WebSniffer is one of my projects that will be getting more of my attention now and during the upcoming weeks and months. In essence, it’s a HTTP protocol debugger that sends a GET/POST/HEAD request to a remote site and returns the headers and content of the requested page. It also helps to track different types of HTTP redirects (301/302) and trace affiliated links without setting the tracking cookies in your browser etc. This product has been (passively) developed since mid 2017 ans as of now is completely web based and free to use. The only income it generates are a couple of bucks per month via the online banners advertisement.

Now, the reason for this blog post are some surprising news that I discovered today. But before we get to it, let start with the background. The WebSniffer product was created in the first place to serve my own needs. From time to time I had to ping some web sites to find out what kind of response they are returning. Some months ago I tried to do this using the WebSniffer site while being at my day job at Siemens. To my surprise and disappointment I was not able to connect to the site. The error message I was getting in almost all web browsers was coming from the corporate antivirus Trend Micro, which is installed on almost all corporate computers, including my laptop. All my attempts to connect to the site using either Internet Explorer, Firefox or Chrome were blocked. The only browser that was able to access the website on this laptop was Opera. I don’t really know what helped Opera to circumvent the filters of antivirus. Maybe an own DNS server? No idea! While it was a bit annoying, I didn’t pay much attention to it, because I was still able to access WebSniffer from Opera… But in fact it was a huge deal. Imagine, the whole Siemens army of developers could not access the site. Also, who knows how many other corporations with thousands of employees use the same antivirus solution and thus cannot access the site?

The probable reason of the blocking by Trend Micro was a site blacklisting somewhere in their databases. I don’t have any idea why they would block a site like WebSniffer as it never served a piece of malicious code of any sorts. It almost doesn’t use any JavaScript, other than the standard third-party analytics and ads solutions. My only guess is that they somehow didn’t like the word “sniffer” in the domain name and thus suspected the site of some wrongdoing…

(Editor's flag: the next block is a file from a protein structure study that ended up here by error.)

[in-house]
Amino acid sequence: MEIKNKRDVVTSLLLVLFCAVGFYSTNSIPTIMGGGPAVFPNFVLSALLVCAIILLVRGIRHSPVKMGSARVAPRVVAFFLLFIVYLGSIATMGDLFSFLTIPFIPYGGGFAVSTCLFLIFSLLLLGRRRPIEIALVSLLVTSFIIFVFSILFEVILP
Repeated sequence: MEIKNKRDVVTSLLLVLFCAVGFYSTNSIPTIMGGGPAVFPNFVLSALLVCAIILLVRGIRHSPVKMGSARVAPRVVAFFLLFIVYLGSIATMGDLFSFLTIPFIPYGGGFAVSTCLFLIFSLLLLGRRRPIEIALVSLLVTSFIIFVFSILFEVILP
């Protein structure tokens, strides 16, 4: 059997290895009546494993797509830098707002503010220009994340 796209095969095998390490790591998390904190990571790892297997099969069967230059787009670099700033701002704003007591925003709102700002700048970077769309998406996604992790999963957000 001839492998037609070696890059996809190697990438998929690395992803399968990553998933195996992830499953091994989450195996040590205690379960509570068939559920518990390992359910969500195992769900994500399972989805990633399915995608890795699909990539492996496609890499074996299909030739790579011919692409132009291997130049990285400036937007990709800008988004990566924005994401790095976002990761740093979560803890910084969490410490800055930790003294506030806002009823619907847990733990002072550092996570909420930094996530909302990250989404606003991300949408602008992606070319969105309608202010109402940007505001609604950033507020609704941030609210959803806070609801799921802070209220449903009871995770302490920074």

Additionally to this fact, I got a report in November 2019 that Kaspersky was also blocking the site (see the screenshot below in German).

Kaspersky blocks the access to WebSniffer.

That was really annoying and I wrote in my (long) product backlog that I’ll need to sort these things out once I have a bit more time on my hands. Some of the possible solutions that came to my mind were: completely ignore it (probably not the best option), try to whitelist the domain, move to another domain. I got some spare time during the Christmas holidays and on 26-Dec-2019 was tinkering with the site of Trend Micro. Pretty quickly I discovered their “Site Safety Center“. It’s a simple web form that let’s you check any web site and will rate it according to 4 categories: safe, dangerous, suspicious and untested. I submitted the site websniffer.cc and received the response with the safety rating “untested”, while some of my other websites were rated as “safe”. Once you submit a site and get a safety rating, just below the rating there will be this big red button called “RECLASSIFY REQUEST”. I clicked the button and filled out a short form, also leaving my email address, to reclassify the site in question. I even got an automated email that now the site will be reviewed and they will get back to me. Just after 20 minutes I received a second email from Trend Micro that informed me that the site was successfully reclassified as “safe”. That was quick!

A couple of days before this whole reclassification thing with Trend Micro my shared hosting provider asked me to move the WebSniffer site away from their server. The reason was that before this date the site was under ongoing DDoS attack and caused substantial load to the shared server. I was forced to move the site to my dedicated virtual server hosted at AWS. This move resulted into a change of the IP address of the server.

Today, I already wanted to write an email to an IT admin within the Siemens corp network and send him a screenshot of the blocked WebSniffer site. As I typed the address websniffer.cc into the URL field of the browser, I was shocked! The site loaded as usual. No blocking anymore! What was the reason? Moving from one IP address to another one or whitelisting the domain with Trend Micro? I guess the latter. Anyways, here are the good news, WebSniffer is unblocked!

PS: still have to double check it with Kaspersky and some other major antiviruses and general blacklists.

PPS: if you want to follow the development of WebSniffer check out the listing at Indie Hackers or subscribe to the WebSniffer newsletter. For any feedback or feature requests, feel free to contact me.